He had tortured her. Not on the outside, she could have handled that. It wouldn’t have been the first time she had been hit or kicked or well other things.
No, he had messed with her mind. She had nightmares seeing his fangs as they punched through his upper lips to descend huge and gruesome, followed by the feel of his hot breath on her neck. The more she bottled them up, the worse they became.
She was becoming afraid someone might commit her. That someone, of course, was Rena, her best friend. She tried to avoid her nowadays. It was better for both of them this way.
She flipped the covers off, getting up. The pretense of sleep was long gone. She slipped on her work clothes and went out. It was only four a.m., but she would spend the rest of the night walking around the dark streets.
After what she had been through, the streets no longer scared her. She knew there were real monsters out there and they only looked like men.
She felt the hair on her neck vibrate. He was following her again. She knew if she looked over her shoulder there would be no one there. There had been no one there for months, but he was there somewhere.
She refused to say his name as if saying it would make him appear. SB it was, it was the local twenty-four-hour coffee shop, and it was also her little slice of comfort complete with great coffee. If she were inside, he would protect her from the outside. If she chose to walk, he would be so close she could touch him, even though she couldn’t see him.
She shook her head. These were the things she couldn’t tell anyone. They sounded insane. She was scared to even tell Rena and she told Rena almost everything—they had been best friends forever.
She walked into SB smiling at the two familiar faces. They were there most nights when she came in. One was a writer she knew; they had talked several times. She said she got some of her best writing done at night.
The other was a friendly, elderly gentleman. His wife had passed a couple of months ago and nights were the hardest for him. The bed was too empty he would say.
She went up and greeted Jim, the barista. He was a twenty-something college student who was working his way through. He was friendly as well as intelligent. She always enjoyed talking to him.
“What brings you back, Dee?”
He had called her Ma’am more than once when they first met. She found it imperative to make him stop that. It made her feel old. When had thirty-one become old? She finally convinced him to call her Dee.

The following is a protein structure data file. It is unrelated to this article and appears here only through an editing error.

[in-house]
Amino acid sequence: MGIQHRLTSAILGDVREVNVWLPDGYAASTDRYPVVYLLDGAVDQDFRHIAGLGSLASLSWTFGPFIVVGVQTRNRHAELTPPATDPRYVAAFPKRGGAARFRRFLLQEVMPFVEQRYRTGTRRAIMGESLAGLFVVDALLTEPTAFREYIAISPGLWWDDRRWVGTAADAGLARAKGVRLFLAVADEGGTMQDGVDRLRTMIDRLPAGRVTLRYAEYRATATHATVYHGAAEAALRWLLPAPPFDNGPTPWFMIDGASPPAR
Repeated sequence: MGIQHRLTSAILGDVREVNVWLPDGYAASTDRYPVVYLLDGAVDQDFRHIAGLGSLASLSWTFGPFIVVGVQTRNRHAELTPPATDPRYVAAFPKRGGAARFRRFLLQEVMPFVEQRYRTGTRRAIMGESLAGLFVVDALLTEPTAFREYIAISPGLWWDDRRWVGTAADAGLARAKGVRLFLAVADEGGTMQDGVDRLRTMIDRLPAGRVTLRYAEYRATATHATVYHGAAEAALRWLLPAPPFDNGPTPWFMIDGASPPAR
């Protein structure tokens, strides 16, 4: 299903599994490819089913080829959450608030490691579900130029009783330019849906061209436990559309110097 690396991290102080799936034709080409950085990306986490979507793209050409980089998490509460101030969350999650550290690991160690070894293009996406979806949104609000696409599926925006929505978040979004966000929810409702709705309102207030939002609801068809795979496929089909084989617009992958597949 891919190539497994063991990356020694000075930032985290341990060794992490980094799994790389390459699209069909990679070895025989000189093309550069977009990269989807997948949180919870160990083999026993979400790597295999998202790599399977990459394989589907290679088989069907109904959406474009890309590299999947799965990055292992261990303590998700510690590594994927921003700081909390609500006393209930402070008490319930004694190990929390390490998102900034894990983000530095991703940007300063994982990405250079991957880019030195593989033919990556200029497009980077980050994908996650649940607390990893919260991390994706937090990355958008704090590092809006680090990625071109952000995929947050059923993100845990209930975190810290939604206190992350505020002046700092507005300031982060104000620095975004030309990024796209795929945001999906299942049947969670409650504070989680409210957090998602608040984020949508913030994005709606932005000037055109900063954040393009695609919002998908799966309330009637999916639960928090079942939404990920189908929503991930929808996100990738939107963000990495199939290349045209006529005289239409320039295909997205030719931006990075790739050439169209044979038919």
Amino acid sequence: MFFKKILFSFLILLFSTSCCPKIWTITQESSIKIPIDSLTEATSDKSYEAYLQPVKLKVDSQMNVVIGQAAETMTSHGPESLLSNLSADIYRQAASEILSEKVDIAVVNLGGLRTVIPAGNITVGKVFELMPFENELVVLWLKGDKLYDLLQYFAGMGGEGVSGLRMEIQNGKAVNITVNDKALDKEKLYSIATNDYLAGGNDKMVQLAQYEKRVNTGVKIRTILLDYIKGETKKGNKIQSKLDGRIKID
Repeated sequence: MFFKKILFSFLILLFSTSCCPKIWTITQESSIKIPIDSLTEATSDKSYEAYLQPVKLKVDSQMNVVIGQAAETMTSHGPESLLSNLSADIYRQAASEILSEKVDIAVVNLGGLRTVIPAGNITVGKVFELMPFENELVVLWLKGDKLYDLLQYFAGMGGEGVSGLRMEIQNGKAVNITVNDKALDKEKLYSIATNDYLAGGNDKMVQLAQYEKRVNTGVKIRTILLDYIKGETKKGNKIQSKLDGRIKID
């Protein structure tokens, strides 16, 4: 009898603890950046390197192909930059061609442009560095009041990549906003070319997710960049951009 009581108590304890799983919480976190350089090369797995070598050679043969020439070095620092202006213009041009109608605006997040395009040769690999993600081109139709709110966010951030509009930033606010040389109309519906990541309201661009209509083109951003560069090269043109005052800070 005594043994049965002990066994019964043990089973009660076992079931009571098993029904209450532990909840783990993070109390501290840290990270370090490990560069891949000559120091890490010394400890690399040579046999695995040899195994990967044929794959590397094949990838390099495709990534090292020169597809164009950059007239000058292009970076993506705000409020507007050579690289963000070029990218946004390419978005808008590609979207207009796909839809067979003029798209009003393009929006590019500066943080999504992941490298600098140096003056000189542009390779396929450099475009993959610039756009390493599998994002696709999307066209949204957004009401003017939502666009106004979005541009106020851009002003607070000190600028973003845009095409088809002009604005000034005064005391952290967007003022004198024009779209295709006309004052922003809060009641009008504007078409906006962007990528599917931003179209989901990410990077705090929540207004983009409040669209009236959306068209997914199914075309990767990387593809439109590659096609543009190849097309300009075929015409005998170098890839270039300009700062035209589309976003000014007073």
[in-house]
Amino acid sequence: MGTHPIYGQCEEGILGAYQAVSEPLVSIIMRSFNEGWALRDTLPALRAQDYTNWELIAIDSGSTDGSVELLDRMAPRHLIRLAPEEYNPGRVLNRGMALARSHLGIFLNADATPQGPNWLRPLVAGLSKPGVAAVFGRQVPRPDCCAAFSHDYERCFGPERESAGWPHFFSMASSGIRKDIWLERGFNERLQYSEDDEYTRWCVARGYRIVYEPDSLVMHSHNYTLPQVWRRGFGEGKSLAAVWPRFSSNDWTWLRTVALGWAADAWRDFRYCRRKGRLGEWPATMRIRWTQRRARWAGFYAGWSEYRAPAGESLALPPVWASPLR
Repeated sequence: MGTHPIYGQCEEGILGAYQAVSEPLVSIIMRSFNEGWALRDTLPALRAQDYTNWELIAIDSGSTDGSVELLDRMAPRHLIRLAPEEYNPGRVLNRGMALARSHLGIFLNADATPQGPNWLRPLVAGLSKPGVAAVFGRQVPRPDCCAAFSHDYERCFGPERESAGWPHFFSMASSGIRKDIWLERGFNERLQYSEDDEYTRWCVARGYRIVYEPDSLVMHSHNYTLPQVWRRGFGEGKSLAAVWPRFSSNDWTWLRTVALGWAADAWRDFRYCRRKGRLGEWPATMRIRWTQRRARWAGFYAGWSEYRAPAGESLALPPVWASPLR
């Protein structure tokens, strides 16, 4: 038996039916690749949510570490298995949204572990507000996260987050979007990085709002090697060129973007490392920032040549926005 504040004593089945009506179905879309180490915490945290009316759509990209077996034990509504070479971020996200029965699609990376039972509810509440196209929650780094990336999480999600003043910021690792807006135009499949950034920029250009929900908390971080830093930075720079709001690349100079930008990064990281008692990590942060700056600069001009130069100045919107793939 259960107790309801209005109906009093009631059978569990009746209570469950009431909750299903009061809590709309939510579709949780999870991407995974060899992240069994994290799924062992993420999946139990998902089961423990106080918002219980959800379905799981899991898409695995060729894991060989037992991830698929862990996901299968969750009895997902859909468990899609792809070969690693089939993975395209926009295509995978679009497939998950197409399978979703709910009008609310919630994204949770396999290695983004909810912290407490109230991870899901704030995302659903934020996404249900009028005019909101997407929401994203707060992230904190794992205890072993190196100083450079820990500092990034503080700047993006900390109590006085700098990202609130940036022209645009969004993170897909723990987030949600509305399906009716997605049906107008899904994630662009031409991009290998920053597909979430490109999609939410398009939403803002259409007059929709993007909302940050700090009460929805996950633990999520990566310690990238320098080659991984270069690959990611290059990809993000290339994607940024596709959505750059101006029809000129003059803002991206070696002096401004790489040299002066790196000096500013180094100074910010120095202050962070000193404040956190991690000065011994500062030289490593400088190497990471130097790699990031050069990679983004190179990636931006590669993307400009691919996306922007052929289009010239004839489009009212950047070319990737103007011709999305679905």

“I couldn’t sleep again.” She looked into his bright eyes—sky blue and felt like she was outside. His dirty blonde hair fell into his face. If she were five years younger, with more patience, she would be all over him.
Now all she thought about was a cup of coffee and sleep that didn’t terrify her.
“Yes. Wait. No. Give me a pastry too, that one, the chocolate one that looks like pure sin.”
She took her glorified coffee drink and her pastry and found a comfortable over-stuffed chair to sit in. She set the pastry down and looked at it.
She could almost see her mother’s disapproving face. ‘Dee.’ Her mother would say. ‘Remember, you have to keep your body slender. How else will you get a man?’
She would love to tell her mom about slender bodies and men, but her mom was no longer with her. She had learned the hard way that having a man wasn’t always what it was cracked up to be.
Dee picked up the pastry and sunk her teeth into it. Damn, it was good. Maybe she would just eat and eat until the opposite sex never looked at her again. She was okay with being the local cat woman.
She turned to the window and licked her lips, taunting without remorse the imaginary male watching her.
When the pastry was gone, and the coffee had warmed her insides, she slumped back in the chair. She wrapped the handle of the purse around her arm and then stuck the rest under her ass.
Yes, she was paranoid. She deserved to be after all that had happened to her. Then she closed her eyes, hoping she might cat nap for the next two hours.
Once she swore her invisible bodyguard was standing over her, she felt a warm sensation. It made her tired, and she slipped off to sleep.